Beta Man

IE’s Extreme Security Makeover

Microsoft throws in a bevy of new features in Internet Explorer 7 to improve security -- but are they enough?

So far, I like most of what I've seen in the new Internet Explorer -- especially the tabbed browsing. I still can't help but wonder why it took Microsoft so long to implement such a simple feature, but at least it's finally there.

Last month, I touched on some of the new security features and architectural enhancements in Internet Explorer 7 (IE 7). Because the previous versions of IE have been such a pain in the neck from a security perspective, I wanted to take a more in-depth look at what IE 7 brings to the table in terms of security.

"Too many commercial certification authorities hand out SSL certificates like candy without adequately verifying the identity of the certificate requestor."
Microsoft has rewritten a good bit of IE 7's core code to help combat attacks that rely on malformed URLs (that typically cause a buffer overflow). It now funnels all URL processing through a single function (thus reducing the amount of code that "looks" at URLs).

The idea here is that less code looking at URLs equals less possibility for errors. It's not a bad approach. The new behavior is similar to the way IIS 6 funnels all incoming HTTP requests through a system-level HTTP listener for basic checks before passing the data along. This type of hardening is an excellent architectural strategy, as it can help mitigate the risk of certain types of attacks.

Situational Awareness
One area where some interesting things are happening is in the realm of end-user situational awareness. With IE 7, Microsoft has bolstered the visual cues that help users understand where they are, which site they're browsing and what kind of connection they're making.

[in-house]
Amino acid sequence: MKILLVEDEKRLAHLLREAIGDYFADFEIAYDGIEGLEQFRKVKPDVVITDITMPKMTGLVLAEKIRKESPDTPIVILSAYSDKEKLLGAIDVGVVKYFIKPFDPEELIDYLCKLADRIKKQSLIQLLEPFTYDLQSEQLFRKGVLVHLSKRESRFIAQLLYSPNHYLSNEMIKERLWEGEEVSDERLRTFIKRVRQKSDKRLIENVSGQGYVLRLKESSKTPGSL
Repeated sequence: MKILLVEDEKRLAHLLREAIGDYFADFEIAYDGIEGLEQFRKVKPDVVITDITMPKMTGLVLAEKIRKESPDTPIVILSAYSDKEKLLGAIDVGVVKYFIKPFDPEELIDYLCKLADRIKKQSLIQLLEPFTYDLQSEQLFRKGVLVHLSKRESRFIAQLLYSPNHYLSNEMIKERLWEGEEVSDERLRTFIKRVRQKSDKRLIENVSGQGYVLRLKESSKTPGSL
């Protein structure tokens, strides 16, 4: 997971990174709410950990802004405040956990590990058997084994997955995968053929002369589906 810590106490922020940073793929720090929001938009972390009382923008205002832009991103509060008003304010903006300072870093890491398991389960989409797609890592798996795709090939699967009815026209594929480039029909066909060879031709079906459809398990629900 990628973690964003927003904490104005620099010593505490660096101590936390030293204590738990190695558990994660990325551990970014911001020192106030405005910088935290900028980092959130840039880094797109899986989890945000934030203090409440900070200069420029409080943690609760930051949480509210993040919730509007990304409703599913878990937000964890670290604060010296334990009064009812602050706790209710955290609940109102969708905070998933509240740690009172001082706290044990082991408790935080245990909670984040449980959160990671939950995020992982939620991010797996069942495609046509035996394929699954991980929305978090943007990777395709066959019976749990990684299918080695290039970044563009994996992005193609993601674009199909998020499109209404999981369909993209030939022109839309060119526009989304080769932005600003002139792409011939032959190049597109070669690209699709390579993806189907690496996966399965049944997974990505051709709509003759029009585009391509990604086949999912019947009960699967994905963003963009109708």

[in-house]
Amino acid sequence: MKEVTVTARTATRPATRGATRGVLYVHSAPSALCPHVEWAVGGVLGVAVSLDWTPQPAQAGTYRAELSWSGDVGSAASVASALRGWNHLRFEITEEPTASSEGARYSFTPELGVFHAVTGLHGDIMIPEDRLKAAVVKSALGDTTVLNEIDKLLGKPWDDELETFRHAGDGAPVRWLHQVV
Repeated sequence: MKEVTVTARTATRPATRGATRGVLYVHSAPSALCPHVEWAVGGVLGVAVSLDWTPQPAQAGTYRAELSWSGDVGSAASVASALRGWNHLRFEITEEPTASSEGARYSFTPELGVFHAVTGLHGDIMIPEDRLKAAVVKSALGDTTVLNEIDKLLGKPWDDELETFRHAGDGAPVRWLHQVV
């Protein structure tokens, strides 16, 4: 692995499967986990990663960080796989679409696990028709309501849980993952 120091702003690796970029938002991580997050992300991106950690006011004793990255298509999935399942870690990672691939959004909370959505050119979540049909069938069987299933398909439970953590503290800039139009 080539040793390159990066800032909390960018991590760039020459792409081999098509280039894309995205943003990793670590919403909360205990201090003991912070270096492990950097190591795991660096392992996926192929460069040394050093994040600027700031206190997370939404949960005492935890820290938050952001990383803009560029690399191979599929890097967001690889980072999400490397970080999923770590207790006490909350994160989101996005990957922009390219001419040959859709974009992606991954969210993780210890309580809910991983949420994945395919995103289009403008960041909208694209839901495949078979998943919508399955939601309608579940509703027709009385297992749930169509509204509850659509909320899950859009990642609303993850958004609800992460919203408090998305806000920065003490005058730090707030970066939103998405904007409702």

Internet Explorer 7
Version Reviewed: Beta 1
Current Status: Beta 1
Expected Release: Mid- to Late-2006 (currently)

For instance, IE 7 requires that all browser windows display an address bar. This helps foil attackers that operate by popping up new windows masquerading as pages on a legitimate site, when in fact the site is fraudulent. By requiring an address bar, users will immediately see the true URL of the displayed page, making these types of attacks more obvious. If you think you're looking at www.microsoft.com, but the browser address bar says www.illhackyou.net, you ought to be suspicious.

In early November, a bunch of Web browser developers got together and started fleshing out standards for address bar coloring, which can cue users to secured connections. Under the proposal laid out by IE 7 team member Rob Franco, even sites that use a standard SSL certificate will display a standard white address bar. Sites that use a stronger, as yet undetermined level of protection will use a green bar.

The conservative color scheming -- with SSL connections shown in generic white -- is an excellent decision. Too many commercial certification authorities hand out SSL certificates like candy without adequately verifying the identity of the certificate requestor. As a result, you can't be certain the site you're on belongs to your bank, even if it does have an SSL certificate issued to your bank's name.

Franco also said that when navigating to an SSL-protected site, the IE 7 address bar will display the business name and certification authority's name in the address bar. This will also help users better understand what's going on. You can read more of Franco's thoughts at http://tinyurl.com/9fqk7.

As an aside, I'd really like to see Microsoft cut back on the number of certification authorities (CAs) they pre-approve in new versions of Windows. At the very least, Microsoft should confirm that the CAs bundled with Windows meet more stringent requirements for identity verification throughout their certificate-issuing processes.

Shields Up!
People using Windows Vista beta 2 will find a new feature called Protected Mode, which renders IE 7 unable to modify system files and settings. This essentially breaks down part of the integration between IE and Windows itself. All communications with the operating system occur through a broker process, which gets to analyze everything and stomp on any communications -- like scripted actions -- that might try to download or modify system data.

This is a welcome and fundamental change. Basically, Protected Mode throws up a shield around IE and walls off the rest of Windows from whatever trouble IE might get itself into. Unfortunately, this capability will not be available in Windows XP because it's woven directly into Windows Vista itself.